Photo attribution here.
It was two years in the making for me, asking that question. I'd been faithfully awaiting the day when he would come home from his mission and pop the Q. I was absolutely dying for him to while simultaneously being scared out of my mind. (I mentioned the track record for my parent's marriages, yes?) What this confusing combination culminated in was a sincere, but kind of haphazard moment stolen at work, of all places, where I directly asked God if I should marry the man I had long ago devoted myself to. His response was interesting. What He said was, "You can. It's going to be difficult, but you can." I quickly interpreted this to mean - you will probably have financial troubles. The Mr. hadn't gone to college yet. *Note: That's not what God said. But was I troubled with such trivial things as what I was certain would only be monetary? Of course not. All you need is love. If that was good enough for John Lennon, it was good enough for me. The thoughts that The Mr. could ever be anything but adoring, devoted and endearing, or that John Lennon likely was a bazillionaire when he wrote that song had not even entered my twiterpated consciousness.
Getting married after a short courtship is a gamble. I won't speak out completely against it, because I've seen it work out. However, there is no avoiding the fact that it is irrefutably, undeniably, (to me now) terrifyingly a gamble. So if this gamble was destined to work out so tragically for me, could God have said something like, "Absolutely not," or, "Sure, but it's a terrible idea and will break your heart and end in divorce," instead of, "You can, but it will be difficult"? After all, Latter Day Saint women are up for difficult. Our lives are built on the backs of pioneers who walked across thousands of miles of frozen ground without shoes, burying their babies along the way while their husbands were off on missions. Difficult? We got this on lock.
Perhaps your story is similar to mine. In retrospect we see moments of doubt we harbored. We wonder if that feeling was a warning that we ignored in the wake of romance. Or perhaps you took every precaution, and felt 100% assured. Either way, the answer is yes, He could have been more clear. And I'm convinced now after this most recent study, that He may very well have wanted to be. So, why wasn't he?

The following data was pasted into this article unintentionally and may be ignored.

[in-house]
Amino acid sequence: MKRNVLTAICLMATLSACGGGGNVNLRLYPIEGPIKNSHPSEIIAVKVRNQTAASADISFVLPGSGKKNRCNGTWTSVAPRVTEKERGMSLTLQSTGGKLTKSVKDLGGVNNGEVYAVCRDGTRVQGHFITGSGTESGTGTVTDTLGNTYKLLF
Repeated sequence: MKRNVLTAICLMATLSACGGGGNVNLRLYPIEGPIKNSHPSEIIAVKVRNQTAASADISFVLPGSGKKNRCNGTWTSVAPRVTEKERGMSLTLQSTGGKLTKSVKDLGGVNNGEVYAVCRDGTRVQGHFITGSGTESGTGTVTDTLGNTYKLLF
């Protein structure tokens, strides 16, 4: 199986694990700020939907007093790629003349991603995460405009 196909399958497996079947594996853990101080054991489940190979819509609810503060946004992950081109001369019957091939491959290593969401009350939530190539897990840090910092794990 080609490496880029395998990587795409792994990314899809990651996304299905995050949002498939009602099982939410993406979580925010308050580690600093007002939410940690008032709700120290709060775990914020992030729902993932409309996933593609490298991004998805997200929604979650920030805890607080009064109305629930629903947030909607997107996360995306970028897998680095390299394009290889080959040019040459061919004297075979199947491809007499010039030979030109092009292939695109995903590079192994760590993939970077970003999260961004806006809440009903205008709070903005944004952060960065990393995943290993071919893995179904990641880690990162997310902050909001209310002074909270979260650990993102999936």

These thoughts come from Moses 7. The Lord has taken righteous Enoch into his bosom and is showing him the state of things. Satan has a chain around the world, causing there to be darkness, and he's laughing. The Lord, which is to say, the God of the Old Testament, Jesus Christ, is watching the earth and crying. Enoch is confused. He asks Christ, (paraphrasing) How can you be so upset about these things? You have millions and millions of creations in the world. How can you weep over this moment?
Christ then responds, "Behold, these thy brethren, they are the workmanship of mine own hands, and I gave unto them their knowledge, in the day I created them; and in the garden of eden, I gave unto man his agency. And unto thy brethren I have said, and also given commandment, that they should love one another, and that they should choose me, their Father; but behold, they are without affection, and they hate their own blood." (Moses 7:32-33)
I have always admired Job for one powerful phrase he contributes to the Bible. After trials that make even the heartache of divorce feel minimal, he boldly declares, "Though He (God) slay me, yet will I trust Him" (Job 13:15) I can think of no better application of this verse than to these moments where we find ourselves again and again asking God why. I have had moments in post divorce aftermath where I have felt crushed, eviscerated, even slain or betrayed by God. These feelings are real and can feel completely justified, but somehow they always leave me lacking. There is no light in them to sustain me. After nights of masticating these thoughts for sleepless hours I am left once again seeking truth. The truth I've found is this:
Jesus Christ (and therefore God, since they are one in purpose and character) loves me, enough to cry over what He sees happening in my life. If He loves me that much, then there is a part of Him that wants to prevent any pain from befalling me, especially knowing that He would have to suffer that same pain in Gethsemane. When, knowing all, He chooses not to interfere or even leads us to pain, it must be an even greater act of love. As a teacher, mistakes and heartache are some of God's choice tools for sculpting our character. He allows us to make our choices knowing He will ache with us, He will grieve with us. And when we cry, the God of the Old Testament does not remove the cultivating force from us. His tender heart cries with us, the workmanship of His own hands. I cannot know why some things will come or others have passed, but I do know that the Man who is willing to walk even this road with me is a Man I can trust.